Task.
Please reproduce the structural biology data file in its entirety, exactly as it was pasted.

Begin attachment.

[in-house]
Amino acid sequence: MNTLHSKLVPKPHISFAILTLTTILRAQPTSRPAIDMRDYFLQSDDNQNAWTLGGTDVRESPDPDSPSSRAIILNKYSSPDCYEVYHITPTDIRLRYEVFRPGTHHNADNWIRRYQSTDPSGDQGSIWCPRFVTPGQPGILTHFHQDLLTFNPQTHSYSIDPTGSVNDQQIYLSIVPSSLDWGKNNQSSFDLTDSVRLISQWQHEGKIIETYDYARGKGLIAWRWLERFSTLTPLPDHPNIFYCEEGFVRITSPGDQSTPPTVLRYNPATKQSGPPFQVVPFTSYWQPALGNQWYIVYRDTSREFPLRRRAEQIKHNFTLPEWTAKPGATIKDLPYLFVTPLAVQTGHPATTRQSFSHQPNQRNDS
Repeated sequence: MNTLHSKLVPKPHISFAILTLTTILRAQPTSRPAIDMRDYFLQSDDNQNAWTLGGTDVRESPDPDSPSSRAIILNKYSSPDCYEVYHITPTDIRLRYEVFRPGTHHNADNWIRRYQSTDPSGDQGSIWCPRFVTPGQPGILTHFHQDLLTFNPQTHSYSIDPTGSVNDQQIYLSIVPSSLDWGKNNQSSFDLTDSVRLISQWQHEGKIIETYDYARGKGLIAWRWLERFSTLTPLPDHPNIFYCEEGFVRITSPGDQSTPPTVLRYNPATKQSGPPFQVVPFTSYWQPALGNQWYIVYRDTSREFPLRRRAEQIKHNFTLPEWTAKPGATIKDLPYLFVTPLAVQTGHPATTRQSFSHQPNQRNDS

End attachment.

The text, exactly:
[in-house]
Amino acid sequence: MNTLHSKLVPKPHISFAILTLTTILRAQPTSRPAIDMRDYFLQSDDNQNAWTLGGTDVRESPDPDSPSSRAIILNKYSSPDCYEVYHITPTDIRLRYEVFRPGTHHNADNWIRRYQSTDPSGDQGSIWCPRFVTPGQPGILTHFHQDLLTFNPQTHSYSIDPTGSVNDQQIYLSIVPSSLDWGKNNQSSFDLTDSVRLISQWQHEGKIIETYDYARGKGLIAWRWLERFSTLTPLPDHPNIFYCEEGFVRITSPGDQSTPPTVLRYNPATKQSGPPFQVVPFTSYWQPALGNQWYIVYRDTSREFPLRRRAEQIKHNFTLPEWTAKPGATIKDLPYLFVTPLAVQTGHPATTRQSFSHQPNQRNDS
Repeated sequence: MNTLHSKLVPKPHISFAILTLTTILRAQPTSRPAIDMRDYFLQSDDNQNAWTLGGTDVRESPDPDSPSSRAIILNKYSSPDCYEVYHITPTDIRLRYEVFRPGTHHNADNWIRRYQSTDPSGDQGSIWCPRFVTPGQPGILTHFHQDLLTFNPQTHSYSIDPTGSVNDQQIYLSIVPSSLDWGKNNQSSFDLTDSVRLISQWQHEGKIIETYDYARGKGLIAWRWLERFSTLTPLPDHPNIFYCEEGFVRITSPGDQSTPPTVLRYNPATKQSGPPFQVVPFTSYWQPALGNQWYIVYRDTSREFPLRRRAEQIKHNFTLPEWTAKPGATIKDLPYLFVTPLAVQTGHPATTRQSFSHQPNQRNDS